They work tirelessly to launder and dry nearly everything in your house, but are you repaying your washer and dryer with proper upkeep? My laundry machine care guide covers the ins and outs of how to thoroughly clean your washer and dryer, but Donna R. wants to know how frequently to do so:

“How do I know if my washing machine and dryer need cleaning? In the summer, my washer gets much more use, as my kids are home from college, but the dryer gets a bit of a break because I hang-dry all linens and other large outside. In the winter, I tend to hand-wash more clothes, like my wool sweaters, but the loads I do put in the washer, I then tumble dry on high. Since I use the machines unevenly, are there any signs I can watch out for that a cleaning is due? The last thing I want to do is wash something I don’t need to!”

Melissa Says:

Donna, you are speaking my language! Certainly, you should not be cleaning something that’s not dirty. And you bring up a great point—we don’t all use our washer and dryer equally, so indeed each of us should be cleaning these appliances in accordance with our home’s individual needs.

With that being said, as a general rule, I do suggest wiping down the exterior of both appliances weekly with a damp microfiber cloth. For dryers, I recommend a thorough cleaning every six to 12 months. This is a wide time frame, and that’s because the main concern with dryers is lint buildup, a problem that literally compiles with every use. The less you use it, the less you need to wash it. Of course, empty the lint trap after each use, but make a habit of looking at the state of the trap cavity—if it’s populated with dust bunnies, it’s probably time to clean the whole machine!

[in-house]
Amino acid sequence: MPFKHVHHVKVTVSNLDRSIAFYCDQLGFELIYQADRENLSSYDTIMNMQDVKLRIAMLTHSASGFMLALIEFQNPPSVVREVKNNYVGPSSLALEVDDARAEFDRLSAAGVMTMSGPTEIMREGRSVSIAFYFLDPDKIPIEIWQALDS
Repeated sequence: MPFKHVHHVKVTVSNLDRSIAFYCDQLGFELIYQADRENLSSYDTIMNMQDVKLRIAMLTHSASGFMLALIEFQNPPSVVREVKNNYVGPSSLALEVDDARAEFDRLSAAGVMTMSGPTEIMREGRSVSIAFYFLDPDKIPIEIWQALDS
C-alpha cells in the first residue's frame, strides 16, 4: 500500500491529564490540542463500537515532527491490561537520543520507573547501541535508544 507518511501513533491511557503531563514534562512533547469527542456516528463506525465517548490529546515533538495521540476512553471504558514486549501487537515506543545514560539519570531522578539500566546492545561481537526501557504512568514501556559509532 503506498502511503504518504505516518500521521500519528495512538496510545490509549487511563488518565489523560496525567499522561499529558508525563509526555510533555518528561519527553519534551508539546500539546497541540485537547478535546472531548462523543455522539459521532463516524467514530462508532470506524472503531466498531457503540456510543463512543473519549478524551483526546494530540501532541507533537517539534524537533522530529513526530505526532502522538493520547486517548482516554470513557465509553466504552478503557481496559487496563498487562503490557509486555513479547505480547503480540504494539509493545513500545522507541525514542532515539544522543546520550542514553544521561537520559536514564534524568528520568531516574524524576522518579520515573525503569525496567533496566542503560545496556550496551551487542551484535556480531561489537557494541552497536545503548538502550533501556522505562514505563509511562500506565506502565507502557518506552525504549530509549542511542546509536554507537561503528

Because of their moist nature, washers are prone to bacterial growth and need more regular cleaning, especially if you tend to wash in cold water instead of hot (which disinfects). I recommend you clean them every month or so. If you choose to stretch that, just keep an eye—and nose—out for these indicators: Look for streaky white residue or a “dull” look to clothing that’s come out of the wash; both could mean leftover detergent or softener has clung to the walls and is re-depositing onto clothing. When it comes to smell, it’s pretty simple—any odor that offends your nostrils is cause to clean.

Hope that helps!

PS: Got more laundry-related questions? Let me know in the comments below.

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Melissa Maker is an entrepreneur, cleaning expert, founder of Toronto’s most popular boutique cleaning service, and star of the Clean My Space channel on YouTube (but she still hates to clean!). Every week, Melissa delivers new videos dishing expert advice on cleaning products, tools, DIY substitutes, and practical, timesaving solutions to everyday problems. Melissa has appeared on the Today Show, and has been featured in InStyle, Real Simple, and Better Homes and Gardens.